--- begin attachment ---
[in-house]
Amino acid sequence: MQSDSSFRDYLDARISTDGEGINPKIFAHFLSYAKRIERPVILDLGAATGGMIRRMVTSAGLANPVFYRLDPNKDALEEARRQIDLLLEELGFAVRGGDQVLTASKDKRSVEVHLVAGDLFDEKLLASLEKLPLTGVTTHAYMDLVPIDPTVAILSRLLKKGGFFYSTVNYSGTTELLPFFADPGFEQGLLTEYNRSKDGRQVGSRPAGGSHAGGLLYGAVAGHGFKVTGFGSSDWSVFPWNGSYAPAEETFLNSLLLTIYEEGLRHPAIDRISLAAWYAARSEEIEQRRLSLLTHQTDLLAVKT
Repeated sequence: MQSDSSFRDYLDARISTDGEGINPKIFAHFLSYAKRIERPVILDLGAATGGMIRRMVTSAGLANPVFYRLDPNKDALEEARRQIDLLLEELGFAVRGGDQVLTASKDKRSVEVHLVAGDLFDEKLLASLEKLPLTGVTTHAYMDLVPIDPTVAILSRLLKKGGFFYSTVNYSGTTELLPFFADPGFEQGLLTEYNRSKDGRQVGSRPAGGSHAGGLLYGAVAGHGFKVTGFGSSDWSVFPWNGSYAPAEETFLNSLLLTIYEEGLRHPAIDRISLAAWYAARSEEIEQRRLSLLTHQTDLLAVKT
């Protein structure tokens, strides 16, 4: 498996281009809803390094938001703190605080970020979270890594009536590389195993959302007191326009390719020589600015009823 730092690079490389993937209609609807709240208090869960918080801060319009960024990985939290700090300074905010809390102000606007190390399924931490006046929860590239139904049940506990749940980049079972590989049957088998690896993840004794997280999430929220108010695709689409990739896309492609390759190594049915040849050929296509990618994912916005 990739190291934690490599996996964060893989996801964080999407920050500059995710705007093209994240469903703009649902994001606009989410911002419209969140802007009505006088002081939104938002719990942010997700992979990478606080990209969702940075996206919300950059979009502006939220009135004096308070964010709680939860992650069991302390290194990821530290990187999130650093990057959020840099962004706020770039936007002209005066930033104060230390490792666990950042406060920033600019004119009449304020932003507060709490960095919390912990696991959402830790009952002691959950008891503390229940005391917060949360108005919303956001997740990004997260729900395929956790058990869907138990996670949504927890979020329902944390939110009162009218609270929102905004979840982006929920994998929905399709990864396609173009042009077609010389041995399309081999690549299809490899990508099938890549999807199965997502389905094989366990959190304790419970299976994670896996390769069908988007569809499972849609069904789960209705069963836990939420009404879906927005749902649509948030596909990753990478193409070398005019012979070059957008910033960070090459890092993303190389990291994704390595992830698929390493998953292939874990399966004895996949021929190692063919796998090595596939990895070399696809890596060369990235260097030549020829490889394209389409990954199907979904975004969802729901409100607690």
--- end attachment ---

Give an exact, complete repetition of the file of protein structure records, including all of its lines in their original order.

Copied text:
[in-house]
Amino acid sequence: MQSDSSFRDYLDARISTDGEGINPKIFAHFLSYAKRIERPVILDLGAATGGMIRRMVTSAGLANPVFYRLDPNKDALEEARRQIDLLLEELGFAVRGGDQVLTASKDKRSVEVHLVAGDLFDEKLLASLEKLPLTGVTTHAYMDLVPIDPTVAILSRLLKKGGFFYSTVNYSGTTELLPFFADPGFEQGLLTEYNRSKDGRQVGSRPAGGSHAGGLLYGAVAGHGFKVTGFGSSDWSVFPWNGSYAPAEETFLNSLLLTIYEEGLRHPAIDRISLAAWYAARSEEIEQRRLSLLTHQTDLLAVKT
Repeated sequence: MQSDSSFRDYLDARISTDGEGINPKIFAHFLSYAKRIERPVILDLGAATGGMIRRMVTSAGLANPVFYRLDPNKDALEEARRQIDLLLEELGFAVRGGDQVLTASKDKRSVEVHLVAGDLFDEKLLASLEKLPLTGVTTHAYMDLVPIDPTVAILSRLLKKGGFFYSTVNYSGTTELLPFFADPGFEQGLLTEYNRSKDGRQVGSRPAGGSHAGGLLYGAVAGHGFKVTGFGSSDWSVFPWNGSYAPAEETFLNSLLLTIYEEGLRHPAIDRISLAAWYAARSEEIEQRRLSLLTHQTDLLAVKT
């Protein structure tokens, strides 16, 4: 498996281009809803390094938001703190605080970020979270890594009536590389195993959302007191326009390719020589600015009823 730092690079490389993937209609609807709240208090869960918080801060319009960024990985939290700090300074905010809390102000606007190390399924931490006046929860590239139904049940506990749940980049079972590989049957088998690896993840004794997280999430929220108010695709689409990739896309492609390759190594049915040849050929296509990618994912916005 990739190291934690490599996996964060893989996801964080999407920050500059995710705007093209994240469903703009649902994001606009989410911002419209969140802007009505006088002081939104938002719990942010997700992979990478606080990209969702940075996206919300950059979009502006939220009135004096308070964010709680939860992650069991302390290194990821530290990187999130650093990057959020840099962004706020770039936007002209005066930033104060230390490792666990950042406060920033600019004119009449304020932003507060709490960095919390912990696991959402830790009952002691959950008891503390229940005391917060949360108005919303956001997740990004997260729900395929956790058990869907138990996670949504927890979020329902944390939110009162009218609270929102905004979840982006929920994998929905399709990864396609173009042009077609010389041995399309081999690549299809490899990508099938890549999807199965997502389905094989366990959190304790419970299976994670896996390769069908988007569809499972849609069904789960209705069963836990939420009404879906927005749902649509948030596909990753990478193409070398005019012979070059957008910033960070090459890092993303190389990291994704390595992830698929390493998953292939874990399966004895996949021929190692063919796998090595596939990895070399696809890596060369990235260097030549020829490889394209389409990954199907979904975004969802729901409100607690």